For the sake of simplicity, all advice on swings and drills is provided from a right handed perspective; lefties …. well, you know what to do!

“Walking it across the road” is a phrase used to denote taking your range practice success to the course when you play.

For example, in professional circles it’s said that David Duval has a tough time walking it across the road. King of the range, but not so during actual play.

This story is about a student that I’ve been working with for a couple of years, and it’s told with his permission.

This student is a very good player, he’s shown steady improvement in the time we’ve worked together.

However, he can’t walk his driver swing across the road, and we’re trying to figure out why.

I want to mention that this guy is very close to “owning” his swing, if he’s not actually there already, which makes the problem more perplexing to me.

We had a lesson a few weeks back, his first outdoor lesson of the year, and he was crushing the ball with his driver. He mentioned that he was going to get out and play, and – as I usually do – I asked him to text me and let me know how he played.

Got the text, and I was astounded by his message that he couldn’t get any distance with his driver.

We talked on the phone, and we both acknowledged that he was murdering the ball at the range – on a cool day with range balls no less.

When I asked him why he thought he wasn’t repeating on the course, he gave me an answer that is a first for me as a teacher.

He said that he thinks that when we are working at the range, he relaxes and swings freely under my watchful eye, because he knows that if he makes a mistake we’ll spot it and make corrections. When he’s on the course, he feels like he might be aiming his shots instead of swinging freely.

Now this was new to me, because 99.99% of my students tell me that they are initially nervous while I’m observing their swing, then they eventually loosen up and swing relatively naturally.

This student wants to do a playing lesson with me to see what we can come up with, and that will get done.

In the meantime, if anyone else has a tough time walking it across the road, here are a few thoughts that might help you get ‘er done: For this particular student, until we meet and play I told him when he was on the tee, before he tees off, to take a few very fast swings with his driver held inverted, and to really try to generate a good swooshing sound. Don’t be afraid to do this over your ball on the tee, then grip it normally and let it rip.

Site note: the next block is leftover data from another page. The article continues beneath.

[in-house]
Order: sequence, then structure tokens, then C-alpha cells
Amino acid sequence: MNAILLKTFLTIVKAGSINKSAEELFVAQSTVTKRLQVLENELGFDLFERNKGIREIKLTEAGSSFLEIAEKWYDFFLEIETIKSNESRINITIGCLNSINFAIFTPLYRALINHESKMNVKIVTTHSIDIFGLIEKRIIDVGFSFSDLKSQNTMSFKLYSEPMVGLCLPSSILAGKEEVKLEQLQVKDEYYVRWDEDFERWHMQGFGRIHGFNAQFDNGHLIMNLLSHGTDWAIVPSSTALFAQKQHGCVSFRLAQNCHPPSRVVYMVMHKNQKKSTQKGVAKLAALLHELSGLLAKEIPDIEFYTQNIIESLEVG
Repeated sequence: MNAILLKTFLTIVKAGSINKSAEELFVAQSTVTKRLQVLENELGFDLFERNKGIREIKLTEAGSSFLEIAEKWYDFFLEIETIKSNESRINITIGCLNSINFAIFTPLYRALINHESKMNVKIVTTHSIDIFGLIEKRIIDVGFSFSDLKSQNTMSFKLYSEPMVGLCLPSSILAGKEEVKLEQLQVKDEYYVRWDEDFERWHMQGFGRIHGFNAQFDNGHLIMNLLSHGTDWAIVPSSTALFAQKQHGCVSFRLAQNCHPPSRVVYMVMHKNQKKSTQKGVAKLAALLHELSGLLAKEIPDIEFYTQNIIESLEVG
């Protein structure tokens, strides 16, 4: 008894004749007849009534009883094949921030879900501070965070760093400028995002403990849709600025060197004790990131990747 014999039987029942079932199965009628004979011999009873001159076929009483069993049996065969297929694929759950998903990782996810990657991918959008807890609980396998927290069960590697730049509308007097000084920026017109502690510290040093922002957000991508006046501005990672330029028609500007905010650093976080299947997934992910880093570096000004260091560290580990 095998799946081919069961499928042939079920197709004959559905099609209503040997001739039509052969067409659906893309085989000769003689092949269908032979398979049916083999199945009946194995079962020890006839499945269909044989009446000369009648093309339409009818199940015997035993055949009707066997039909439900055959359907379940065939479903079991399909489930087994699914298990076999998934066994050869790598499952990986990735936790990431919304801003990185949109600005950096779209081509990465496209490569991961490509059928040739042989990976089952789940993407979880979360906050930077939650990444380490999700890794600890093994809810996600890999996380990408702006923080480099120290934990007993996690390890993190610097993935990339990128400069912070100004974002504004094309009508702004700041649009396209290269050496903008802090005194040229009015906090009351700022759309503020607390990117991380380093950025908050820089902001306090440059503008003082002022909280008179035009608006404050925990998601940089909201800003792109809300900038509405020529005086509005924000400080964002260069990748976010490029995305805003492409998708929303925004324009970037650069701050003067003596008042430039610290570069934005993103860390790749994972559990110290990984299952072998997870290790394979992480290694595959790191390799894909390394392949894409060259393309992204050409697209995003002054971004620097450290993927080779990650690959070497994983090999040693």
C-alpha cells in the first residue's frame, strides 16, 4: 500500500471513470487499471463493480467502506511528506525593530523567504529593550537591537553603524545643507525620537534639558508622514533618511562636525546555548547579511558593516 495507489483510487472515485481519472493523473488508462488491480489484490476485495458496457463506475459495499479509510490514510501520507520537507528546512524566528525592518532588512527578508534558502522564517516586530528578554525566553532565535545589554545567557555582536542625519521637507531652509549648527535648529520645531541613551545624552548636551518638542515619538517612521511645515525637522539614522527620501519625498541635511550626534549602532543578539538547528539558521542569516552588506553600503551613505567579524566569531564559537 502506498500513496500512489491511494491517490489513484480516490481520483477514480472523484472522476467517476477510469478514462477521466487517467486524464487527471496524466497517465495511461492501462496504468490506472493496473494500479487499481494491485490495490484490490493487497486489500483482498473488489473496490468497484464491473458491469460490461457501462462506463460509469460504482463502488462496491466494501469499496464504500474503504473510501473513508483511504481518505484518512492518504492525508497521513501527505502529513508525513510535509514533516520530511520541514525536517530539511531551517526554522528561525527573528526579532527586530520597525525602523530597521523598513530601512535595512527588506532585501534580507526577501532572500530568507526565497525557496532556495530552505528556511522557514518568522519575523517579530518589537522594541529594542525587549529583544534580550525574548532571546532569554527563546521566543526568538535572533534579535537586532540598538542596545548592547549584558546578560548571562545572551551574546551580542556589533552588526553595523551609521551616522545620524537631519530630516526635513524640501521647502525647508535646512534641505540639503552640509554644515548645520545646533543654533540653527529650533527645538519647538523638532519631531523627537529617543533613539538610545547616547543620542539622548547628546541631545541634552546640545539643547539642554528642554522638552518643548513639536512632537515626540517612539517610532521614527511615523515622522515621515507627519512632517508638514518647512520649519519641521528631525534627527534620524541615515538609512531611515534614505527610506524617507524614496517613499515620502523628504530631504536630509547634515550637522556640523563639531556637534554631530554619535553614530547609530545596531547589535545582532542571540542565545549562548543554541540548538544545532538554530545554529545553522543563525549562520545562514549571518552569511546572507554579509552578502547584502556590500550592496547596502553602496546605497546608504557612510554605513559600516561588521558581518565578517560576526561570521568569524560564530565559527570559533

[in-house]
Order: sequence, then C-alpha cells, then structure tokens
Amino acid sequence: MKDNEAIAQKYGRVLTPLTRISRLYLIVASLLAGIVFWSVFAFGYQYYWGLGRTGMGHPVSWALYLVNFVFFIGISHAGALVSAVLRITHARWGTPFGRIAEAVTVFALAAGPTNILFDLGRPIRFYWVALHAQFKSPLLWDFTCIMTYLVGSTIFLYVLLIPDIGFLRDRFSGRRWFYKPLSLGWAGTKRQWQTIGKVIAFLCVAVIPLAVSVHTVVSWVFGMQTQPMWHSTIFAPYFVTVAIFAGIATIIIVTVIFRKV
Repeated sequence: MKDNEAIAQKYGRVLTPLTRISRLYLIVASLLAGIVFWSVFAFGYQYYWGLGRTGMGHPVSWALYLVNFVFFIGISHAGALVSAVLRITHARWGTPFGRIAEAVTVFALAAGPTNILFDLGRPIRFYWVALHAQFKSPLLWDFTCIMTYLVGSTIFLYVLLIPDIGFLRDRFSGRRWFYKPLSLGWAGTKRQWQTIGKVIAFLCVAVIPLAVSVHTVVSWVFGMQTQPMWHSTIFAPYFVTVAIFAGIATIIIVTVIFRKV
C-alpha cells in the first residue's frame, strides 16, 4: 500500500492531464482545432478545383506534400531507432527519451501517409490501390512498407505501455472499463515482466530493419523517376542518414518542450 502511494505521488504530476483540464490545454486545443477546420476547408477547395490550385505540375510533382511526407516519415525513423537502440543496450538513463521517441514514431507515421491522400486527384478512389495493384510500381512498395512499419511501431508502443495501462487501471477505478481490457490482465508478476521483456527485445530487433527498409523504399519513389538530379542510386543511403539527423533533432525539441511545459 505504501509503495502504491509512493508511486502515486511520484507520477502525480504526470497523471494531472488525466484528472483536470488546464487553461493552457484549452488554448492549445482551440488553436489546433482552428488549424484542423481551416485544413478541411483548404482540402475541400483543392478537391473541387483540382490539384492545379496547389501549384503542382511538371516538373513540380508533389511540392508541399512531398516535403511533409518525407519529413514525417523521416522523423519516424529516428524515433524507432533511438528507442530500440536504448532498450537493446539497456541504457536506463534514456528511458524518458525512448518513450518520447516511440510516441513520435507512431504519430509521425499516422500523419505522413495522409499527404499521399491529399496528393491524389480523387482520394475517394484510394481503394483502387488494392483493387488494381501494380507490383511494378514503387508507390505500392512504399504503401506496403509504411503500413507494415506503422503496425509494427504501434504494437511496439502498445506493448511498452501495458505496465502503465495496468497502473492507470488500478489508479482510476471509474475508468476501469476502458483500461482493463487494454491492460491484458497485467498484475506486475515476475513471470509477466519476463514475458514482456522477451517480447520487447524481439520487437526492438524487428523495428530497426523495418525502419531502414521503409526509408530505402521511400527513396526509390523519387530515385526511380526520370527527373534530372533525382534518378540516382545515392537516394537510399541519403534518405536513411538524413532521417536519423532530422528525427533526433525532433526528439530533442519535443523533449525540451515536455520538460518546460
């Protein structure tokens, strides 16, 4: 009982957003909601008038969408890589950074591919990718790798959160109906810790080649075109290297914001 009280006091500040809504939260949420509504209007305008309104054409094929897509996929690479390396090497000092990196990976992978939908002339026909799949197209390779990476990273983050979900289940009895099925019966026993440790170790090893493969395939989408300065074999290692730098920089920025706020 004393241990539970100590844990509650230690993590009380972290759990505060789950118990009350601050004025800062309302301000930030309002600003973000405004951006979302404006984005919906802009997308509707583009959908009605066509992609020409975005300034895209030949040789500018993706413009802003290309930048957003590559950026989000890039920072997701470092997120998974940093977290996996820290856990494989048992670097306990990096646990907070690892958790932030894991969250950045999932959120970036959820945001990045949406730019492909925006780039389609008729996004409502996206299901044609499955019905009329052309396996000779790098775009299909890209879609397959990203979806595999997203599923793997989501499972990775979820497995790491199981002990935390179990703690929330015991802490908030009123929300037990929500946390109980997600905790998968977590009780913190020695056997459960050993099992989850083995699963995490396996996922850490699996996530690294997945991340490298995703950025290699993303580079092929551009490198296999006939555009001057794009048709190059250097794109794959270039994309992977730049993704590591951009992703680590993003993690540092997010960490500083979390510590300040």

Let it rip; swing fast and stay in balance. Notice that I didn’t say swing hard. Think “swing fast”. When you try to micro manage your swing while you are swinging, nothing good happens. In this particular case, I asked him about where he has trouble and it seems to be the same holes. So what’s the downside of letting it rip on those holes? If you’ve essentially been tanking on those holes repeatedly anyway, just loosen up and let it rip.

Thinking about mechanics is actually OK until you step into your shot. After that happens, all you should be thinking about is target, stay loose, and swing.

When I get out and play with this guy, we’ll probably develop some sort of mantra like “Target, Relax, Swing Fast, Finish” that I’ll have him say to himself before and after he steps into the shot, that usually works wonders.

If all else fails, this guy might just need to have me accompany him every time he plays (just kidding).

Love your practice, enjoy your golf,


Tom Tucker is a World Golf Teachers and United States Golf Teacher Federation-certified golf instructor. He may be contacted via his website or at the Plum Creek driving range in Batavia, NY.